Correlation of Knowledge and Beliefs to Adherence with Antibiotic Use in Adult Patients at a Private Hospital in Sidoarjo

Muhammad Hasan Wattiheluw, Fauna Herawati, Setiasih Setiasih, Rika Yulia


Infectious diseases are one of the top ten causes of death in the world. Antibiotic therapy is administered for infectious diseases, but if bacteria are exposed to antibiotics continuously, then the bacteria are able to adapt to the medication, thereby resulting in antibiotic resistance. This condition results in an increase in mortality, long hospitalization period, and increased cost of antibiotic therapy and health services. Adherence to using antibiotics may be influenced by knowledge and beliefs about them. This study aimed to understand correlation between knowledge and belief with adherence to antibiotic use at a private hospital in Sidoarjo. This cross-sectional study, the data collected in three months period, was conducted with a questionnaire for assessment knowledge and belief. A pill count method was applied for assessment adherence to using antibiotics prescribed by doctors. The study results show that knowledge of the respondents was adequate for 76 people (69.7%), belief was adequate for 74 people (67.9%), and adherence to antibiotic use for 79 people (72%). Regression analysis showed that the variable that significantly influenced the adherence of patients in using antibiotics was perceived threat (p-value = 0,029). Sex, age, education, income, occupation, and marital status have no contribution to antibiotic knowledge, belief, and adherence.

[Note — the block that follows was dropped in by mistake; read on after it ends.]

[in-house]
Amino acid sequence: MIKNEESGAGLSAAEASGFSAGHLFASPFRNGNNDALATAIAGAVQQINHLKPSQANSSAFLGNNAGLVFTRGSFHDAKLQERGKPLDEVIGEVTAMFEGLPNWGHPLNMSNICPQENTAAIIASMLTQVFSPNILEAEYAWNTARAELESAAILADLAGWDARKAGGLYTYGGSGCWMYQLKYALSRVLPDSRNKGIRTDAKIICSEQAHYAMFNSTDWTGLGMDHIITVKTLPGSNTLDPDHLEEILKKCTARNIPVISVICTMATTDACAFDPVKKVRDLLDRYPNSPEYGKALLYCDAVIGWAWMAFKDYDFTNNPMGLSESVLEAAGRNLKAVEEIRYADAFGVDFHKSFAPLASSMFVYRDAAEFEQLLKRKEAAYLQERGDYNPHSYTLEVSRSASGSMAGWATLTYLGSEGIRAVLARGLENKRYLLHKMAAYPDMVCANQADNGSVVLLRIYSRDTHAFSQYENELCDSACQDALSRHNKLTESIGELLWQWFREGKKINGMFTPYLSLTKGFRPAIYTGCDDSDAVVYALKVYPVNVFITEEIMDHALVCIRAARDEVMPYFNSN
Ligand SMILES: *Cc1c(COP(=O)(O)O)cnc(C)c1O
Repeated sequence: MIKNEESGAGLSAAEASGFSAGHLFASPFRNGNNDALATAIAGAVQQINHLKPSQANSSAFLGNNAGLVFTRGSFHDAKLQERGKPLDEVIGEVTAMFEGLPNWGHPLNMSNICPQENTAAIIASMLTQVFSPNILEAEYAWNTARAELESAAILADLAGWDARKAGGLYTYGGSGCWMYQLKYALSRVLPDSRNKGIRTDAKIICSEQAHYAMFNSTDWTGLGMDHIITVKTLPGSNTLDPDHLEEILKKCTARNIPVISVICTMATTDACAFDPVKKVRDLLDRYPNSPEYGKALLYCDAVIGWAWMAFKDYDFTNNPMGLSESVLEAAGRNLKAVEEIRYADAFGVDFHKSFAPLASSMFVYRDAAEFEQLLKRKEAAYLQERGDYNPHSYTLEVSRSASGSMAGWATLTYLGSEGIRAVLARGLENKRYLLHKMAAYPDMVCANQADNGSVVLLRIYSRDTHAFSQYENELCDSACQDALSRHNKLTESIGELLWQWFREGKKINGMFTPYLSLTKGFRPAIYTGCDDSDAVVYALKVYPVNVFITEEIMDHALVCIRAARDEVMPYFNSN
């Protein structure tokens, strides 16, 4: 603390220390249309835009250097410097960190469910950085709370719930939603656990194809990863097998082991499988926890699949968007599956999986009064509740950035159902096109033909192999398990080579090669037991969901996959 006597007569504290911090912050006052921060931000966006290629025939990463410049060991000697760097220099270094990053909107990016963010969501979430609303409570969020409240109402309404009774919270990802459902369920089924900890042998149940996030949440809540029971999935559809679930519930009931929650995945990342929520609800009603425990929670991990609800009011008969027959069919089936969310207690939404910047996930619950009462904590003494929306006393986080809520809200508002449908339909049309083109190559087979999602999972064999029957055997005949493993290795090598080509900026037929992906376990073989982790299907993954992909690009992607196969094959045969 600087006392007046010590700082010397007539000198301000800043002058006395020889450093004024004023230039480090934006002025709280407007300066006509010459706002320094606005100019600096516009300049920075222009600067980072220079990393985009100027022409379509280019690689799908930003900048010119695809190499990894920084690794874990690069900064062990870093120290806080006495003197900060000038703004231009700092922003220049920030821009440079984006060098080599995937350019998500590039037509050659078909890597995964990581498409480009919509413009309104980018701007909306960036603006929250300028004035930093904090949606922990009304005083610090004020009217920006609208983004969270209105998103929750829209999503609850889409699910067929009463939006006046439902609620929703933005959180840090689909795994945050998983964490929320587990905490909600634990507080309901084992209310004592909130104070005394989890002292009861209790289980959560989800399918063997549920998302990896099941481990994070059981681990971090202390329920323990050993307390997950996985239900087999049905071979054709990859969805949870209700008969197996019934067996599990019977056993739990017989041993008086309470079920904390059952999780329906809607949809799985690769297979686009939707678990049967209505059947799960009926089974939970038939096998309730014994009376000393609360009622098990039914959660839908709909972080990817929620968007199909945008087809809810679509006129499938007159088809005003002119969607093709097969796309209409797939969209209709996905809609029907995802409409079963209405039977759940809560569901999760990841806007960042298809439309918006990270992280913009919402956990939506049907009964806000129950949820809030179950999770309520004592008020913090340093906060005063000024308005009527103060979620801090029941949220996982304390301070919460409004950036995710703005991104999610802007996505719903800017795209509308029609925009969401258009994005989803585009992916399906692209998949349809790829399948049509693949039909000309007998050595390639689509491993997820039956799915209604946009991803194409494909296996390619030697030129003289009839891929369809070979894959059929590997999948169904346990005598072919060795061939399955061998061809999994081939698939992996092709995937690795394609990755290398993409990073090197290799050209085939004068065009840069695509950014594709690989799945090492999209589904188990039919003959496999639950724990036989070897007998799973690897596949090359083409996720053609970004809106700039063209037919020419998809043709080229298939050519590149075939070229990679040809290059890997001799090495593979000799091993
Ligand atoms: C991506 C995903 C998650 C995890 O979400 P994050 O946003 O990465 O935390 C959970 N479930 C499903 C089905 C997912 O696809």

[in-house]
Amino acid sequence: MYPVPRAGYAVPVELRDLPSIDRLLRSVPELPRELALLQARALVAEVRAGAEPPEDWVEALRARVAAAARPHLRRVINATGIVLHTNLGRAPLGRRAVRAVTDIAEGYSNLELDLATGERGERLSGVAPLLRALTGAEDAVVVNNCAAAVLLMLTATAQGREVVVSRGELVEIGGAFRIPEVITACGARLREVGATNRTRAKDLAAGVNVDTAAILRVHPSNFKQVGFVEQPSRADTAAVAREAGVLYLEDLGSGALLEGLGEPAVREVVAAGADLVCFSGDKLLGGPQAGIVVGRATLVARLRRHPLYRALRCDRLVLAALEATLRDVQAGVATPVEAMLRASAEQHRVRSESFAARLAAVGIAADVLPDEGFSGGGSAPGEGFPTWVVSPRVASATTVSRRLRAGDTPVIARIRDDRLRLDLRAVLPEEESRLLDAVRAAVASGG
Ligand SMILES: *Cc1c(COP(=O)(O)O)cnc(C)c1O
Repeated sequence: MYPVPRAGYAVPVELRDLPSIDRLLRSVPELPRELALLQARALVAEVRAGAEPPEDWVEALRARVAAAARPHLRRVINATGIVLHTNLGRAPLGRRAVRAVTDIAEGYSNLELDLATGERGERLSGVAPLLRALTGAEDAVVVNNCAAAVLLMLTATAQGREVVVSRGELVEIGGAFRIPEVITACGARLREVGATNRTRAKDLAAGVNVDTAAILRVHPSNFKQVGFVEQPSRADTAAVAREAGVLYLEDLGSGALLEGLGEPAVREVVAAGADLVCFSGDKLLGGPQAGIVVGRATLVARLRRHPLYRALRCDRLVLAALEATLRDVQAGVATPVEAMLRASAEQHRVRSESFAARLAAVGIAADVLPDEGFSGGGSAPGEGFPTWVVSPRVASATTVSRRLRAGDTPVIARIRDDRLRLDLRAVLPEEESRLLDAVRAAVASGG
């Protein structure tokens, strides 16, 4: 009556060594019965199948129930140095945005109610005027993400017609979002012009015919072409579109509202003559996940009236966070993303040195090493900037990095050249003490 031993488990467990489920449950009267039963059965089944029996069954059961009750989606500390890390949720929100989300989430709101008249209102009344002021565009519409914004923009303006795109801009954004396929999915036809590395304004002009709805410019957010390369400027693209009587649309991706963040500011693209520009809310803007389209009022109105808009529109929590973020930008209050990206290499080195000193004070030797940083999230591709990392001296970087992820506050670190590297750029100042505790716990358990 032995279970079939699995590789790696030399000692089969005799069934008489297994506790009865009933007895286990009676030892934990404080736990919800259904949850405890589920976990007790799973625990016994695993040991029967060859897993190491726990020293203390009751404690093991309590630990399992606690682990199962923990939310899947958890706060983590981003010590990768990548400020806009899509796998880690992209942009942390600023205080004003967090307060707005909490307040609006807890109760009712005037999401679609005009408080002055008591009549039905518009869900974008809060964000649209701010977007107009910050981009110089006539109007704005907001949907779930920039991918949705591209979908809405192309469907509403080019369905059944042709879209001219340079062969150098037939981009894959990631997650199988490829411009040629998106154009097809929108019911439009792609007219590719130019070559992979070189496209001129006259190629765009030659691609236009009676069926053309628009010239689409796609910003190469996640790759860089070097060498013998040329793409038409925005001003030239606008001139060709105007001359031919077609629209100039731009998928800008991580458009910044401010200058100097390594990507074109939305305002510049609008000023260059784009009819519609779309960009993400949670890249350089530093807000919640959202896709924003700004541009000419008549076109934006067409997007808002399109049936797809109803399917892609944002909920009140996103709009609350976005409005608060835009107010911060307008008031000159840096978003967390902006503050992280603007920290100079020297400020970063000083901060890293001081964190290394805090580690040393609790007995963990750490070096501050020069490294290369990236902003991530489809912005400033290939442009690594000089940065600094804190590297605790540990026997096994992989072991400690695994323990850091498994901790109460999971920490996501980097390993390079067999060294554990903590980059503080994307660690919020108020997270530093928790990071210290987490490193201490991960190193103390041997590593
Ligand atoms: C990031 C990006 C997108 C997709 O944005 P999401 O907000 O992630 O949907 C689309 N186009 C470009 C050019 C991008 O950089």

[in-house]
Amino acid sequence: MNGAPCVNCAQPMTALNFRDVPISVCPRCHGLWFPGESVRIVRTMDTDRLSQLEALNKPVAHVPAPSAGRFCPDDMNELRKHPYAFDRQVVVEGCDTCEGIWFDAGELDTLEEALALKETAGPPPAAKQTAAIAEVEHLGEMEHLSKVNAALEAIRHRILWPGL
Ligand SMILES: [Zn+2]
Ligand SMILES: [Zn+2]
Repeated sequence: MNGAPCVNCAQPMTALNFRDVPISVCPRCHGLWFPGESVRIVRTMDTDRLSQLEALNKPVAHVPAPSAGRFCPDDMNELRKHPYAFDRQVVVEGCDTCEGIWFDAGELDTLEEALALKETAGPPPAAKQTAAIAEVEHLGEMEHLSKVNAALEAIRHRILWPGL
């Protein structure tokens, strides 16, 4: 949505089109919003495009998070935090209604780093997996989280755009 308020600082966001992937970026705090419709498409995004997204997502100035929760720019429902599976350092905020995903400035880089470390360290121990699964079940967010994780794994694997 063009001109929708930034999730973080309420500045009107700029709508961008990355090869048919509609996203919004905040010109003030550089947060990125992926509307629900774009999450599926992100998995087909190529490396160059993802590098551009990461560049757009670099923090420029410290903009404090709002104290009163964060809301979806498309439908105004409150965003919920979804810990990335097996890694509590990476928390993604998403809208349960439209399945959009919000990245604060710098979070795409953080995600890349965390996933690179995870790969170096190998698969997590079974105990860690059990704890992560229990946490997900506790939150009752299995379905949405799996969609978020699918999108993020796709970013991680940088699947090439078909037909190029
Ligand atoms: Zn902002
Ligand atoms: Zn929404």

adherence, antibiotic, belief, knowledge, resistance

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